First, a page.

Three of them come to mind right away, three sensitive, eager, smart literary scholars in the making in my literature classes at George Washington, the world's most expensive university.
One, from an Asian/Hispanic family near Los Angeles, took to James Joyce's Ulysses with a passion, absolutely unintimidated by it, loving its wild flights of consciousness, getting it. Another was a genius who'd transcended working class Akron, an aesthete I watched unfold into one of the keenest readers of novels I'd ever encountered. The third was naive and unlearned but had it, that amazing quality of retention and energy and focus I knew would make him, after four years of liberal arts education, an exciting and discerning intellect.
All left GW after their freshman year. One transferred to the University of Colorado, his state campus; the Californian went to one of the fine public campuses in that state. And the guy from Akron went to Columbia -- by no means a cheap school, as he explained to UD, but worth more than GW in terms of quality.
As the news media pays more and more attention to UD's home campus because it's distinguished by being the most expensive university in the world - as that phrase, most expensive, is more and more invoked in connection with it, in article after article, including one in this morning's Inside Higher Ed - UD thinks it's important for her to point out, boots on the ground, just what's wrong with carrying this particular marker.
She's begun with the obvious. All of these exceptional students had exceptional financial support from GW. But even with plenty of scholarship money, they and their parents always worried about how they'd pay the remainder of the costs. "My father's taken a second job," one of them told UD. "He's working nights lecturing in accounting at a community college to pay my bills. It makes me feel guilty." GW is so expensive that even when it rightly identifies and supports the best applicants, it still loses a bunch of them.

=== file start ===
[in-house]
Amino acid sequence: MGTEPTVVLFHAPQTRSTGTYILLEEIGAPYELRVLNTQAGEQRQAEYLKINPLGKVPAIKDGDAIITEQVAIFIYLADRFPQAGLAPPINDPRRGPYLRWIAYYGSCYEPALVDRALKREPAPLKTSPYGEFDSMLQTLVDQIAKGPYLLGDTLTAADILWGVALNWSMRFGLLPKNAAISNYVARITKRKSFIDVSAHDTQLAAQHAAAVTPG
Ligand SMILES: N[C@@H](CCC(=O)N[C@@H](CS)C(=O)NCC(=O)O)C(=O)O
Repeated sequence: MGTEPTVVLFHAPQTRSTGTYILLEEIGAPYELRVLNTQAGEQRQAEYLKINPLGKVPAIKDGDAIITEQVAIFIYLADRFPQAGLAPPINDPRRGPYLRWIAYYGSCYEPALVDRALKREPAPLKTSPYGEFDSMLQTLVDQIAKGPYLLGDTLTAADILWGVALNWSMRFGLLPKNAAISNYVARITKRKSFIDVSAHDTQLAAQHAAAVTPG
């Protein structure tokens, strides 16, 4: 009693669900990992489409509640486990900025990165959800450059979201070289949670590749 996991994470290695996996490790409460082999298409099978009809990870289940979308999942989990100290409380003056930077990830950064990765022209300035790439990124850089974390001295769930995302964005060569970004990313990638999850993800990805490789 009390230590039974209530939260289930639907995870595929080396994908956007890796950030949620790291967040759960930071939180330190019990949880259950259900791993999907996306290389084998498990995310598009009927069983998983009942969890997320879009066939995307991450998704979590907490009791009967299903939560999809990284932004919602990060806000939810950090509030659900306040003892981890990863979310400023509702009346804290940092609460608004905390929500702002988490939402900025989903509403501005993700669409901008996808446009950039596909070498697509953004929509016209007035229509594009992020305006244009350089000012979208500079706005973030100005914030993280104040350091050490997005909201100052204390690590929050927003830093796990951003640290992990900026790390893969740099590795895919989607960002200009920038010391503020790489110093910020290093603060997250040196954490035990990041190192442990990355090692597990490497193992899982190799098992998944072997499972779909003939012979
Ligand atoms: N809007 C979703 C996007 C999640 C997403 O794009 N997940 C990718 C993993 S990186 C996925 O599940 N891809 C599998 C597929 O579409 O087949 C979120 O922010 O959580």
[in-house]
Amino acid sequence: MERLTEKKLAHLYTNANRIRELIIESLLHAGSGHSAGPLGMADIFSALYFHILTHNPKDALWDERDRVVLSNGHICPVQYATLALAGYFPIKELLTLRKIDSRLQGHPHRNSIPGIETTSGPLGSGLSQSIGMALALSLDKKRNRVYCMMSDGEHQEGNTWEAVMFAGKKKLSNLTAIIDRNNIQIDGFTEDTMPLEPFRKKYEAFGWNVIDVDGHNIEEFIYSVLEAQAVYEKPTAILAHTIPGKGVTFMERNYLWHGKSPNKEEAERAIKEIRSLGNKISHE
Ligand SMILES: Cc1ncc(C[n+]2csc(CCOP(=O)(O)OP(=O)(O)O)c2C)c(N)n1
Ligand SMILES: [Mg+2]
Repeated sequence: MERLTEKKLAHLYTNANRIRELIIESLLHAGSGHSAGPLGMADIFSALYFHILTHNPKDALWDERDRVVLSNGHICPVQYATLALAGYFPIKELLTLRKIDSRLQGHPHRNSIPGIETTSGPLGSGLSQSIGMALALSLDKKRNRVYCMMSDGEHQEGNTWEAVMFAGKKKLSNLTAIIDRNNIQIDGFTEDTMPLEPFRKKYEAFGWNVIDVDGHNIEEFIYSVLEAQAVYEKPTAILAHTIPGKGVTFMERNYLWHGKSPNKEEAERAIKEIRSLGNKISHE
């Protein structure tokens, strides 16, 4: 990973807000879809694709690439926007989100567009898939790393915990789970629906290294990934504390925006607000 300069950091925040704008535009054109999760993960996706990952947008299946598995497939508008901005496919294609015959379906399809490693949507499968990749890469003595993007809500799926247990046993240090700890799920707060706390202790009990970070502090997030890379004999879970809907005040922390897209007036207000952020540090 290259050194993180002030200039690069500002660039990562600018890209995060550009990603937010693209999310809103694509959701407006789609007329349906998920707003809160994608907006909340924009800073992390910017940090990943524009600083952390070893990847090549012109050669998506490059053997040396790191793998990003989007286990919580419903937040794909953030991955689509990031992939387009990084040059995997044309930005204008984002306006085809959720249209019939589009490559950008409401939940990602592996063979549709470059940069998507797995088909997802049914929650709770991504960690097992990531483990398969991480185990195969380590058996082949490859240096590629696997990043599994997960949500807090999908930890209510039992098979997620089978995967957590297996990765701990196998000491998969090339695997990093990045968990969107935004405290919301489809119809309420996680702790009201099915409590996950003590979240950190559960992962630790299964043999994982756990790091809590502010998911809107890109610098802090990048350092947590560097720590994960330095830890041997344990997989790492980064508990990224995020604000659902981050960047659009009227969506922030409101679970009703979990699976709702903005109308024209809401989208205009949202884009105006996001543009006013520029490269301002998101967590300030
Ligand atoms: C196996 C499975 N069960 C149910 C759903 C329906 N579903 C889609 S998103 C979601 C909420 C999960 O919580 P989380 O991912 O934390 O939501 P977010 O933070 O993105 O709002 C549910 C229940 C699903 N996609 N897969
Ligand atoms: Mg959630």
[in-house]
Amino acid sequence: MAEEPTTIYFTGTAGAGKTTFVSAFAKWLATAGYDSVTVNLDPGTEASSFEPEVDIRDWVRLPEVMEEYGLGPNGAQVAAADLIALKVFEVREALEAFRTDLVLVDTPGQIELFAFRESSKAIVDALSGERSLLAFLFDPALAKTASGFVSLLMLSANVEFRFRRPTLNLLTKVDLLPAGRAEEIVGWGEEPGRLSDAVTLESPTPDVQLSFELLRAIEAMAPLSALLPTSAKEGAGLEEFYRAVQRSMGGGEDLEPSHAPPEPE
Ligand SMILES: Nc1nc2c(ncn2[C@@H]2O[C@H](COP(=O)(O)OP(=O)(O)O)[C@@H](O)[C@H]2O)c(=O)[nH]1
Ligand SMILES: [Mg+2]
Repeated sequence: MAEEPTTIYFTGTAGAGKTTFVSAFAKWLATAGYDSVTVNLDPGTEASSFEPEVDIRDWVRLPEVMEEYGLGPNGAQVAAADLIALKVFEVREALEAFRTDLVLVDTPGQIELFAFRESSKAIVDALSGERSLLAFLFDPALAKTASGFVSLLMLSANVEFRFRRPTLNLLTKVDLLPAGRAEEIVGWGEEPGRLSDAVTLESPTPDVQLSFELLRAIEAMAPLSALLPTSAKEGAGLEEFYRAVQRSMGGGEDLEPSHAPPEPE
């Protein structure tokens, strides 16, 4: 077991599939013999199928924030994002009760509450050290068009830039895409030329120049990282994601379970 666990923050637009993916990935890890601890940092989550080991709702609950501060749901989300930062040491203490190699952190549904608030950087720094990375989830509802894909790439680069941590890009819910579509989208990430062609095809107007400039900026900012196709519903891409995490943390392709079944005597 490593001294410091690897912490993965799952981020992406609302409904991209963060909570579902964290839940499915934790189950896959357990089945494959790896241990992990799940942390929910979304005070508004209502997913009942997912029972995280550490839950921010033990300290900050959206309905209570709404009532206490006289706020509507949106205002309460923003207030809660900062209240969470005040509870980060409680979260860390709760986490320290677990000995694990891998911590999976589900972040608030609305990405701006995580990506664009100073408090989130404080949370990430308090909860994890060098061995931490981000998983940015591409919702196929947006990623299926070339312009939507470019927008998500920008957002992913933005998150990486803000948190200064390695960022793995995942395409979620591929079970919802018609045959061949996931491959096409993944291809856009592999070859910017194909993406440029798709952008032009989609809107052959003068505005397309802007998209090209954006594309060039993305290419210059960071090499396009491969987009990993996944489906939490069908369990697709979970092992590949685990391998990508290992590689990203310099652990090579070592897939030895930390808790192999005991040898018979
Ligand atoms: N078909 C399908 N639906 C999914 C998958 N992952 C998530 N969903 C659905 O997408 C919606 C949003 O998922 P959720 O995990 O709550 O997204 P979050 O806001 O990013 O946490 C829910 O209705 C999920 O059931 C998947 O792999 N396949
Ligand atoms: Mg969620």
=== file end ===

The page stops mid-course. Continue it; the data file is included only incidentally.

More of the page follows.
All of these students talked to UD not only about raw costs, but about how demoralizing they found it, amid their own struggles, to witness a subset of students at GW whose wealth made them arrogant.
The now-notorious most-expensive designation means that students and their parents rightly expect a high level of instruction. Yet like most schools -- like all schools -- GW struggles with strong and weak departments and programs. Our freshman writing program has long been a work in progress, and isn't, at the moment, very good. We offer unserious majors, like Creative Writing. We have our share of professors who show movies every day, or read robotically from PowerPoint slides, or cancel lots of classes. These sorts of things exist everywhere, but when your campus is the most expensive, you can be sure that people will wonder why they exist at yours.
People will also wonder why, when you're the most expensive university in the world, your administrative salaries are so big -- indeed, why compensation packages may be, as was the case with GW's last president, morbidly obese. No one wants to feel like a sucker, as though her money's going to prop up egos.
Eventually people will ask themselves whether a school like GW is rather like the Most-Photographed Barn in the World, a tourist attraction featured in Don DeLillo's novel, White Noise.
People flock to take pictures of the barn because they've been told it's the most-photographed; and yet the barn has no particular distinguishing features. "They're photographing," explains a local professor, "an aura."
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